Many of us have long suspected that “Russian collusion” was the Mueller investigation’s version of the “McGuffin.” That was Alfred Hitchcock’s term for a plot device that was meaningless in itself, but it kept the narrative rolling, like a “secret formula” or “hidden treasure” that all the characters were fighting over. Close observers long ago started to suspect that the “Russian collusion” claims were about as genuine as the Maltese Falcon, but they provided a McGuffin to distract Trump’s attention, hinder his agenda and entrap his staffers into unrelated charges. Many Democrats are still hoping that they will bring down the big guy before the end credits finally roll.
That kind of suspension of disbelief might work for a two-hour movie, but Mueller’s probe is well into year two, and the plot twists are getting silly enough to make Michael Bay roll his eyes. For instance, in an attempt to keep audience interest from waning (and to prove that “Russian collusion” wasn’t a total McGuffin), Mueller issued indictments against some Russian individuals and three Russian companies for conspiring to meddle in the 2016 election.
He must’ve thought this was a safe move, since there was no way the defendants would ever come to America to face the charges. Except one of the companies, Concord Management and Consulting, did demand its day in court. That threw Mueller’s team for a loop: they probably assumed that a press conference was all the prosecuting they’d ever have to do. The company’s attorneys showed up in court, demanding their right of discovery, to see all the evidence Mueller had allegedly compiled (which, if he actually has any, might expose valuable intelligence sources to a Russian-owned company – and who’d be helping out Russia then, hmm?)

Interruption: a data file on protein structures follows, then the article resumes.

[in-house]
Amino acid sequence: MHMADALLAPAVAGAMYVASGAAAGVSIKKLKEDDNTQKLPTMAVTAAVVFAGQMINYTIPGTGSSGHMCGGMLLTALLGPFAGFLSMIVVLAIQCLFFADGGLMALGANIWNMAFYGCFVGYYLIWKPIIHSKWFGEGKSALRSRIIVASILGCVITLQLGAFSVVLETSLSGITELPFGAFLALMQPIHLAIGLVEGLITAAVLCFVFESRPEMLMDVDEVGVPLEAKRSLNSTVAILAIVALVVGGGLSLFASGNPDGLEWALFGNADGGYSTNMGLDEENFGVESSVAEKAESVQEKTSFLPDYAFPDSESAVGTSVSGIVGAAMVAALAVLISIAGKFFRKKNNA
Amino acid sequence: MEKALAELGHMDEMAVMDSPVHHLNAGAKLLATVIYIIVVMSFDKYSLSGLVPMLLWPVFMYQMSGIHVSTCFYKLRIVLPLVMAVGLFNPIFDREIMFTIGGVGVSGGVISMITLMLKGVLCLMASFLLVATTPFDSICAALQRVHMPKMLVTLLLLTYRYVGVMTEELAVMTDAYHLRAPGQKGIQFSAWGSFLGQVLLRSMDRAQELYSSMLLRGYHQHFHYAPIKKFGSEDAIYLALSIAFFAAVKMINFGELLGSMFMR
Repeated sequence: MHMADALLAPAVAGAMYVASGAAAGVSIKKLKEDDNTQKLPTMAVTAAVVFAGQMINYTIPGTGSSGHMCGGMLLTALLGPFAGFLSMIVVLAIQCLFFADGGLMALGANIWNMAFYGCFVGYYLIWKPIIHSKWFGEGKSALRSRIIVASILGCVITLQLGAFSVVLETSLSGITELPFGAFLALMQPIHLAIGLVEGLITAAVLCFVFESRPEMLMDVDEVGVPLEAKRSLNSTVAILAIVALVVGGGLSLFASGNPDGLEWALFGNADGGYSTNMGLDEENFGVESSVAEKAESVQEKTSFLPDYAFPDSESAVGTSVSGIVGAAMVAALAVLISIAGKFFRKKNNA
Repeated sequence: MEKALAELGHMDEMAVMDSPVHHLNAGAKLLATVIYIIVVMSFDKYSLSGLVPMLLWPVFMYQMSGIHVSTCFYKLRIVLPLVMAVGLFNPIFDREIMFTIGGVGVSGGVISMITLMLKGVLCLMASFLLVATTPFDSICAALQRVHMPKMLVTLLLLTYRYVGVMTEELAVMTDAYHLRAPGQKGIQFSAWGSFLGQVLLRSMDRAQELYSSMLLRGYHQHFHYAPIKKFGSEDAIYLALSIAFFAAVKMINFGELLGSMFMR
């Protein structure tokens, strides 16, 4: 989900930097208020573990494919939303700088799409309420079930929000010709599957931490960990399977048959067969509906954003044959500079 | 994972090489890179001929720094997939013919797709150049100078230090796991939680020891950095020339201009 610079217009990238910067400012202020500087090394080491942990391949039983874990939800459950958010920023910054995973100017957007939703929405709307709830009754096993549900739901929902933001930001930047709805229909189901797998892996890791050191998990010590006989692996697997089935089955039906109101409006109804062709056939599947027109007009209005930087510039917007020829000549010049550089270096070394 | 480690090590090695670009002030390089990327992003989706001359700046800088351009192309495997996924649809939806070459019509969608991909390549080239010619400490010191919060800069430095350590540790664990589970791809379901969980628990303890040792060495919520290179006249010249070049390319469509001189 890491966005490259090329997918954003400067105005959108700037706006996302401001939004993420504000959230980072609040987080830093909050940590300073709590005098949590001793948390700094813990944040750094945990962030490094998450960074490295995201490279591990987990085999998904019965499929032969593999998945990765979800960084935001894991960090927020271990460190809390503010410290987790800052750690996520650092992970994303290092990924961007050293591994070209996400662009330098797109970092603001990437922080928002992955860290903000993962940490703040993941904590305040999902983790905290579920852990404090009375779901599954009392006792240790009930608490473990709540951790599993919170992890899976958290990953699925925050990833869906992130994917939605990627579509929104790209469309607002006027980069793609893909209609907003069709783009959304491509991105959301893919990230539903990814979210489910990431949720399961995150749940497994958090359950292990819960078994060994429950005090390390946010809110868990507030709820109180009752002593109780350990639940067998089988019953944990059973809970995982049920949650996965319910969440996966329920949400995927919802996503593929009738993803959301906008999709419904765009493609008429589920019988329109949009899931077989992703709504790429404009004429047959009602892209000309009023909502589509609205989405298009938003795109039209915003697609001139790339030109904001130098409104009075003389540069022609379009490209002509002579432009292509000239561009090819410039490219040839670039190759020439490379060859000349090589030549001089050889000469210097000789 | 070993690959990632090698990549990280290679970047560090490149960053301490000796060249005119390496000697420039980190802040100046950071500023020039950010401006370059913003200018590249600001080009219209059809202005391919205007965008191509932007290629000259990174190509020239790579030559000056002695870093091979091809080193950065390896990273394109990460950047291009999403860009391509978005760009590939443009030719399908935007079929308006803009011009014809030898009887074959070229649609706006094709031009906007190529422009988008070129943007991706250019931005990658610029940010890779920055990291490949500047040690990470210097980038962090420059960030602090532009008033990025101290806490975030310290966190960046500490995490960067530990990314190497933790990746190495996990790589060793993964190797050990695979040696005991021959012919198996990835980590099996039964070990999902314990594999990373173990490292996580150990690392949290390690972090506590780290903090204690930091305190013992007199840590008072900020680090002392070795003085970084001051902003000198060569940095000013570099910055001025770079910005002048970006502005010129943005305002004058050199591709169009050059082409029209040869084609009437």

Mueller’s team scrambled for any cover, requesting a delay on the laughable grounds that the defendants hadn’t been properly served. The judge saw through that: the defendant’s attorneys were right there in front of him, ready to start trial; why delay weeks while they were served with papers to come to court? But if you thought that was as laughably unprofessional as this investigation could get, oh, ye of little faith.
Last week, the judge asked one of Concord’s attorneys if they also represented a third company listed in Mueller’s indictment: Concord Catering. He replied no, because during the period when the government claims that company was part of a Russian conspiracy, it didn’t even exist yet. He said if anyone can prove it did exist at the time, then they’d probably represent them; but it appeared that the charges were an example of the proverbial prosecutor who has so much unchecked power that he could indict a ham sandwich.
But it goes even beyond that. Mueller managed to indict a catering company before it came into existence and was even able to make the ham sandwich.
If this were a movie, I would have walked out of it a long time ago. Could someone in Congress or the Justice Department please take mercy on the audience and yell, “Cut”?
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